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Thanks for this insightful share! I actually feel like more shows should be made that are centered around different work spaces/ industries so that we are able to understand how various professions function in our society. However, I also admit that this representation might be tainted by personal motives, vamdettas and propaganda.

Interestingly, I'd love to watch a show that revolves around the lives of chefs or artists in pakistani industry.

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I think the point about militarization of media is very relevant in the context because of the power dynamics in the country. Keeping that in mind you raise an excellent question. When I look at it from this perspective, my mind goes to the policies in the country that penalize citizens on criticizing the army. ISPR, being a military wing really discredits the plot.

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Absolutely, the power dynamics in our country can give another angle to think about the militarization of media. Similarly, the vanishing independence of PEMRA is another example of how those powerful in the country are gaining control and ownership of media. Initially, the mere theme of such media productions is to portray a positive image of the army and the cadet trainings at PMA. However, there are varying hidden agendas as well.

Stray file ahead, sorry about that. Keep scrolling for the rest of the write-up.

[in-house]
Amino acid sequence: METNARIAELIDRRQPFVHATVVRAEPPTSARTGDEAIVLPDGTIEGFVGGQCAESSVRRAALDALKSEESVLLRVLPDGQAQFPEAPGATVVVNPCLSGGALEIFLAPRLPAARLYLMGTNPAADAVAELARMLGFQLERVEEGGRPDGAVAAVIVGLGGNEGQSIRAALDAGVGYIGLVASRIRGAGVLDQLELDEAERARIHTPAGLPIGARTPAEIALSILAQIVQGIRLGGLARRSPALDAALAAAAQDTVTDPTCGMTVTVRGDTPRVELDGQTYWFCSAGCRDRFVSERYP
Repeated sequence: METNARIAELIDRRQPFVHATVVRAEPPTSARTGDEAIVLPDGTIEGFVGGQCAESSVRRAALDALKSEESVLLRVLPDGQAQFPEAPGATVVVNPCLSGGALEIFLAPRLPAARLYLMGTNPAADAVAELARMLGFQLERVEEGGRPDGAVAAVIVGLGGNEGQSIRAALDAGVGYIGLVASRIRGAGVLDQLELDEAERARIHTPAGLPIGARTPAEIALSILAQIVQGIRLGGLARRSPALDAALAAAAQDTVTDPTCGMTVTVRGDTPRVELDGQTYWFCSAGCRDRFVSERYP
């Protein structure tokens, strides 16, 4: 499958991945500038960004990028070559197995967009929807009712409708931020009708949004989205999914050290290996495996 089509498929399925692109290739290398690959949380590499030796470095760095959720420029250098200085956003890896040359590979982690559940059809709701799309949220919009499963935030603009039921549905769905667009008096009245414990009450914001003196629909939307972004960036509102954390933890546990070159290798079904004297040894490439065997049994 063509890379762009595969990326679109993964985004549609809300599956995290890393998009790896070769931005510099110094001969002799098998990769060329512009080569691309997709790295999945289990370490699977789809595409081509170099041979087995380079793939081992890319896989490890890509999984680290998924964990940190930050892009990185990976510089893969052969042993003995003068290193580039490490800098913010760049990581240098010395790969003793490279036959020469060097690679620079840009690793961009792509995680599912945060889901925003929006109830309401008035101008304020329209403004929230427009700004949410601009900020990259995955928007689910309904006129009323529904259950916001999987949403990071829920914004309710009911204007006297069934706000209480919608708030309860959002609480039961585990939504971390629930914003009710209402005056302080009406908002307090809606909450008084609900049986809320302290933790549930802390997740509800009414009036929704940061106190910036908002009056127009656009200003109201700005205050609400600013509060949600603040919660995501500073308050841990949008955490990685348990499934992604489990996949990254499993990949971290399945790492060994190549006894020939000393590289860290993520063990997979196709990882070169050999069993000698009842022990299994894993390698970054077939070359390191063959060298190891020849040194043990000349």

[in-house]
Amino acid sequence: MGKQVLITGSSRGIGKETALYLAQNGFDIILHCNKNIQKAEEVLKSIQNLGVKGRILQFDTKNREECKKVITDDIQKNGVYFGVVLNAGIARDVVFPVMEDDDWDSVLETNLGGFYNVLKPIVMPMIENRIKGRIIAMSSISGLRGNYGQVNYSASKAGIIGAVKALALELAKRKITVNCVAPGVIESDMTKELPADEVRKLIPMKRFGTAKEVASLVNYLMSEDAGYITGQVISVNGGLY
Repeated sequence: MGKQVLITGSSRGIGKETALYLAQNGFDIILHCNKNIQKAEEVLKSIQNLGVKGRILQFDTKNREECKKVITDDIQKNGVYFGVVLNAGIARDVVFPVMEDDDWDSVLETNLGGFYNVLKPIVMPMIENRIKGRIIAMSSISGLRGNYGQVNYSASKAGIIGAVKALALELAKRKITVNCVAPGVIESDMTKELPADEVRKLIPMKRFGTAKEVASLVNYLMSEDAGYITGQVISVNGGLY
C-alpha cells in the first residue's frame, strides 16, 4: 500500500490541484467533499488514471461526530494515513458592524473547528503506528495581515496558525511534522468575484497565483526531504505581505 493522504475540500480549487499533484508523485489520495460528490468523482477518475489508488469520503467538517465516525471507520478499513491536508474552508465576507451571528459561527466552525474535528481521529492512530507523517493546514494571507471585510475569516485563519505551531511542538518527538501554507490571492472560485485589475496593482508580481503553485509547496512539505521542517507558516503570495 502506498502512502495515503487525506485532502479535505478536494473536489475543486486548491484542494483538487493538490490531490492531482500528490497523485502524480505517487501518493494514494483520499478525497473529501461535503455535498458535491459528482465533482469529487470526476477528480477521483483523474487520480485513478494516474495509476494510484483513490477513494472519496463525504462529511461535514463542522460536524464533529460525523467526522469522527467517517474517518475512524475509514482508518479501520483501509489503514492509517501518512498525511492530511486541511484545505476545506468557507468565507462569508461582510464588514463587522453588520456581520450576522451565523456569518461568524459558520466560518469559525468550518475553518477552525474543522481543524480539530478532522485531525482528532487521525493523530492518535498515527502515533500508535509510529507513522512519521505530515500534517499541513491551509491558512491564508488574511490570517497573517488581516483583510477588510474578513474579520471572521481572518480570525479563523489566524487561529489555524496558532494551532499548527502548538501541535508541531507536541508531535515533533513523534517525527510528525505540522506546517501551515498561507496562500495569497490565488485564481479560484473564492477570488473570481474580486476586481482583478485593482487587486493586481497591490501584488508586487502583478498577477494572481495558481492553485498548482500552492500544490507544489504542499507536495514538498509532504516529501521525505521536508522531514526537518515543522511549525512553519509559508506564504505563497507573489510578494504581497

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Mahnoor you have made some really interesting points, good job! While I agree that it can be counted as propaganda positivity shown, I would not call it militarization of media because at the end of the day, people do come out and question the authenticity or representativeness of the media product especially one made/sponsored by ISPR. Not only do we question, but we also believe that the drama to some extend is a tactic to sell an image that either doesn't exist, or is not the full truth. I think that is one of the reasons why a drama with female representation might have a lesser viewership or less engagement (like you gave the example of OST views). I myself…

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Hey Ayesha,

A few very interesting points you brought to the discussion. Thank you for sharing. I also watched a few interviews of the 'Sinf e Ahan' cast and was very surprised to find out that the stunts and the scenes were self-experienced by every actress.

Secondly, I also understand why a drama with female representation has lesser views than the one where the cast was male centric. This is what our society is, and even if media broadcasts bring to light issues that are sensitive, awareness is never completed as a process. One, because the viewers just shut it out and refuse to watch it, hence the less views. Second, they are so ingrained as patriarch reinforcers that they…

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Iman Aamir
Iman Aamir
Aug 02, 2022